Thank you. Our next question comes from the line of John Ragozzino from RBC Capital. Your line is open and you may proceed.

John Ragozzino - RBC Capital Markets

Hey good morning guys.

Cary Brown

Good morning John.

John Ragozzino - RBC Capital Markets

Just [started] to do the budgeting process for 2014, what kind of base case assumptions are you using for plant infrastructure constraints for Permian?

James Daniel Westcott

John, its Dan. I think it’s a great question. It’s one that we wrestle with regularly. I think it would characterize the issues as being akin to (inaudible). It is quite a challenge to figure out where the next problem will arise. But as we look at it, we see a lot of money going into the basin, and have had several meetings with midstream providers, who are eager to put money to work.

Obviously, with our – the nature of our asset base and the kind of broad gathering across the entire basin, they are not flocking to us to solve all of our issues, but we are happy that a rising tide does all – I think if we look at the infrastructures in totality, I would like to think that by the end of Q1, we will have addressed a bunch of the issues we are currently dealing with.

But I will say that, on a quarter-over-quarter basis, John, like I said, we are dealing with lots of problems. So I don’t think you have seen our production without infrastructure issues for several quarters.

Cary Brown

I am not aware of a place where we have changed, where we are going to spend capital because of infrastructure issues, or oh are you? Are we seeing any place where we have actually not drilled a well or done work that we felt we are going to do? No. So generally short term, they are just everywhere.

John Ragozzino - RBC Capital Markets

That’s helpful. Thanks a lot. Then going forward, you guys mentioned Continental assets saw reasonable declines compared to expectations. Do you expect to see a continued elevated level of workover expense in the LOE going forward, and then do you expect to be able to continue to mitigate most of the declines from the Lower Abo?

Paul Horne

John, this is Paul, I will take a shot at that. We have been very pleased with the results of the work that we have done in the Lower Abo. We told you guys early on in that acquisition, that we weren’t going to chase those peak rates, and we felt like those assets were declining at a pretty good clip. We have significantly arrested that decline. It has not been as high as we anticipated throughout the year, and so we are very pleased with that. I hope we find additional opportunities for workovers on not just the Lower Abo, with our other opportunities because those are our highest rates of return projects, because we spend every one of those dollars, we find opportunity to spend. Not seeing anything that is jumping out at me, at this point, that I would say that those costs are going to be elevated.

The significant increase in costs this quarter was not due to workovers on the Concho, it was due to well work that was required on our $66 million Permian (inaudible), because of its underperformance when we took over operations of it, basically 1st of July.

John Ragozzino - RBC Capital Markets

All right. Then just one more quick follow-up to Kevin’s question earlier about the Pioneer well for next year. Do you have a working interest that you’d like to share with us?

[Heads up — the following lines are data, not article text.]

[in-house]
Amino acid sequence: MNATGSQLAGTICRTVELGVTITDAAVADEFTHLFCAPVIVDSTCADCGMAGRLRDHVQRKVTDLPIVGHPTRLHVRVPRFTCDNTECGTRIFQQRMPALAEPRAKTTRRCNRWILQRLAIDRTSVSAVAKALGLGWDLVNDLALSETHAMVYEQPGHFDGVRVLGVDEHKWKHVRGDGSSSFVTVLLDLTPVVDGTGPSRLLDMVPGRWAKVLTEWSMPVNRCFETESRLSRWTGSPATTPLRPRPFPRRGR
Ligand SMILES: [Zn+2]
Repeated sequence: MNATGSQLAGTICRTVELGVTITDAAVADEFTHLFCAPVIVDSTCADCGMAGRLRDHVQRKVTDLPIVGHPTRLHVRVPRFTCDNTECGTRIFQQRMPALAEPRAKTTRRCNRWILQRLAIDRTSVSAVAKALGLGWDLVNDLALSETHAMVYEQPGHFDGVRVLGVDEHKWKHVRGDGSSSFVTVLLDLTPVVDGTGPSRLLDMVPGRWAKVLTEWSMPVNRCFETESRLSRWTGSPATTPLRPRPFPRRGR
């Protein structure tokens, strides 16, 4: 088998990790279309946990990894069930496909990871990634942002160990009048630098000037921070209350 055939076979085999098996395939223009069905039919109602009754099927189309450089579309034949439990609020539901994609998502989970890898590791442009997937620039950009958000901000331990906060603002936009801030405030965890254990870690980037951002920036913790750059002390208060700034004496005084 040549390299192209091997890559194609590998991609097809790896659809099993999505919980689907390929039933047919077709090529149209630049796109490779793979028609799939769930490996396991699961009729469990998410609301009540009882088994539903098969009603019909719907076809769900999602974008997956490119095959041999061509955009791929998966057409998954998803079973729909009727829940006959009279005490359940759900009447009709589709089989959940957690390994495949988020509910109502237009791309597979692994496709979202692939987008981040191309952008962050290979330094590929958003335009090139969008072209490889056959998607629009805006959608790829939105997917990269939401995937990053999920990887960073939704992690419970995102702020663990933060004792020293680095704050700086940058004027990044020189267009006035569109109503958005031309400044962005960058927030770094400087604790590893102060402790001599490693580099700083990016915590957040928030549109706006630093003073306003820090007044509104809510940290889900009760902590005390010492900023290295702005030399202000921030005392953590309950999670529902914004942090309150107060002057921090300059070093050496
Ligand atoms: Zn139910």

Paul Horne

I believe we are going to be in the 40% range, that’s just from memory.

John Ragozzino - RBC Capital Markets

Perfect. Thanks very much. Congrats, and keep it up.

Paul Horne

Thank you.

Operator

Thank you. Our next question comes from the line of Ethan Bellamy from Baird Company. Your line is open and you may proceed.

Ethan Bellamy - Robert W. Baird & Company

Hey good morning guys. Congrats on a good quarter. Back to M&A, where are the acquisition opportunities you are seeing, and has anybody approached you with the idea of may be swapping PDP for some of your acreage that’s prospective for unconventional development?

Cary Brown

Ethan, what we are seeing is a lot of Permian assets that are trading hands, say maybe weighted towards middle of the basin a little bit. So, that’s color on where we are seeing acquisitions, but I think some guys are taking advantage of the high prices in kind of a frothy market, if they would plan on exiting, now is a good time to exit. And then there are some guys that just don’t have the capital to do what needs to be done on these assets, and yes, we have been approached to partner and look at some of those things where we could take some and MLP at some, into a different kind of structure. But don’t really have anything, I’d say, is imminent on that front to give you much color. That’s where we are seeing deals that I kind of like, if you could buy it, and get some PDP and get this development potential. It’s kind of fun.

Ethan Bellamy - Robert W. Baird & Company

Got it. So if we see do a deal by you and more than likely, it’s going to be in your backyard?

Cary Brown

Be more than likely in our backyard.

Ethan Bellamy - Robert W. Baird & Company

You deducted $18 million in maintenance CapEx in the quarter, versus roughly the same amount last quarter. What’s in that number? How do you guys calculate it and what comfort can you give us that that is a sufficient deduction?

James Daniel Westcott

Ethan, this is Dan. So for the quarter, we had $17.8 million that’s up from Q2 at $17 million, principally driven by Resaca, and together with small acquisitions. And so, as a reminder, we will set our maintenance capital number on an annual basis, and then update that periodically, as needed principally around acquisitions. It’s probably helpful to give you – this has obviously been a much written about topic here in this space, I think, if I can, I will try to provide a bit more context.